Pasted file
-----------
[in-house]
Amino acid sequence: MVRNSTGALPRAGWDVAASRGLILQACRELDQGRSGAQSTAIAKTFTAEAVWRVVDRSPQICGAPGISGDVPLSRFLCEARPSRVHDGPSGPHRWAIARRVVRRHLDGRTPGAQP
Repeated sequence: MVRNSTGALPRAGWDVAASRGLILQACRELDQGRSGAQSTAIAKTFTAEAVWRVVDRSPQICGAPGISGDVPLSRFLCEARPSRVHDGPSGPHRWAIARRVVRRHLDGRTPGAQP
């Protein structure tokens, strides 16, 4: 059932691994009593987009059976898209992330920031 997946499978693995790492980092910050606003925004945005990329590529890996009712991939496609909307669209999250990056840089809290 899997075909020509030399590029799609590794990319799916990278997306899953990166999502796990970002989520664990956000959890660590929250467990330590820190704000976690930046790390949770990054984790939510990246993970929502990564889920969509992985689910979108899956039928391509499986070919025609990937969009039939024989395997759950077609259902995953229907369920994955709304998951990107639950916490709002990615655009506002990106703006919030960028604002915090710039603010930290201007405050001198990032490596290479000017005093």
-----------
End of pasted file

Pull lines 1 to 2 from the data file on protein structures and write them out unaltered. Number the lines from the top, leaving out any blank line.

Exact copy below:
[in-house]
Amino acid sequence: MVRNSTGALPRAGWDVAASRGLILQACRELDQGRSGAQSTAIAKTFTAEAVWRVVDRSPQICGAPGISGDVPLSRFLCEARPSRVHDGPSGPHRWAIARRVVRRHLDGRTPGAQP